While Del Negro is still trying to learn the personalities of players such as Paul, Caron Butler, Kenyon Martin, Nick Young and even Chauncey Billups, who was lost for the season in February and now serves as an extension of the coaching staff at home games, Brooks has seen his core grow up over the past four years.
"It's always been a process," Brooks said. "Four years ago we focused about not skipping steps, building good habits, and there were a lot of tough times. We've had some very tough times behind us; hopefully those experiences helped us going forward. I told our guys four years ago, if we practice hard every day, we're going to be successful; I don't know when, but just stay together and good things are going to happen."
Good things have happened to the Thunder. Oklahoma City holds the best record in the West and has been the favorite to represent the conference in the NBA Finals since the end of last season. The Thunder, however, will likely be cheering hard for whoever plays the Clippers in the first round after not only losing three out of four games but losing their two games in Los Angeles by an average margin of 13.5 points.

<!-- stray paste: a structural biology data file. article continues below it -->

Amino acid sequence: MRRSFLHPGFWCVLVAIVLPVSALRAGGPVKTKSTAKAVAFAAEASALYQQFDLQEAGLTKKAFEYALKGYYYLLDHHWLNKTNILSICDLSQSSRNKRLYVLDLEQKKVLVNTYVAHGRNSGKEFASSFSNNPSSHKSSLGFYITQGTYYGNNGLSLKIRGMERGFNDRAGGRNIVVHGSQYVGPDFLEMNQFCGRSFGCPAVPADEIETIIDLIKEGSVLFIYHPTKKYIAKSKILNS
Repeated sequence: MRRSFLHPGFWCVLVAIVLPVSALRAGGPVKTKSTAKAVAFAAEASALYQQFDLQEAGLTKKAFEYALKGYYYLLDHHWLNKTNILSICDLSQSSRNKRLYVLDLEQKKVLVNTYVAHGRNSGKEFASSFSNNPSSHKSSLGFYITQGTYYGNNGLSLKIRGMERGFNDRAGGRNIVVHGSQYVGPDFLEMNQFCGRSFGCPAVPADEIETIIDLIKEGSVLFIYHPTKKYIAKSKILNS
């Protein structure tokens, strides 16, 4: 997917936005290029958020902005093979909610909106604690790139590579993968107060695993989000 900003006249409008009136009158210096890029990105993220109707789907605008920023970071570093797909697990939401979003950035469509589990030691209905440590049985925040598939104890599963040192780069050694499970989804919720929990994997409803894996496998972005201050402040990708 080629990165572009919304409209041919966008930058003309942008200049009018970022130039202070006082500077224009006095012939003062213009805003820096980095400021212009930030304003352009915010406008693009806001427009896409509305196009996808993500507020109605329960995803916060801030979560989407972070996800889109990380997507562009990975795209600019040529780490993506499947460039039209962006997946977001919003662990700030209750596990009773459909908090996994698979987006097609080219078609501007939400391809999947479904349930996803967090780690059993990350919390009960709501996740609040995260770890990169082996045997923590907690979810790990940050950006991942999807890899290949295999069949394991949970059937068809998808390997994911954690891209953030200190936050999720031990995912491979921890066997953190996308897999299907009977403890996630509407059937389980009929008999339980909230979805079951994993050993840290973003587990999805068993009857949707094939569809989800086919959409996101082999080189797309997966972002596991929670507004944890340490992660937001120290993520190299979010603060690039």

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"Matchups have a lot to do with this league," Del Negro said. "I thought initially they were more physical early on, they had a lot of steals in the first half and the refs were letting us play a little bit, but as the game went on, we got more comfortable with the physicality of the game and we made some shots. The guys are playing with confidence now, and we have to keep it going."
Thunder center Kendrick Perkins, who was a starter on the 2008 Celtics team that went from the lottery to a championship after the additions of Kevin Garnett and Ray Allen, said role players that season such as himself, Rajon Rondo and James Posey were just as much of a factor in the team's success as the Big Three of Garnett, Allen and Paul Pierce.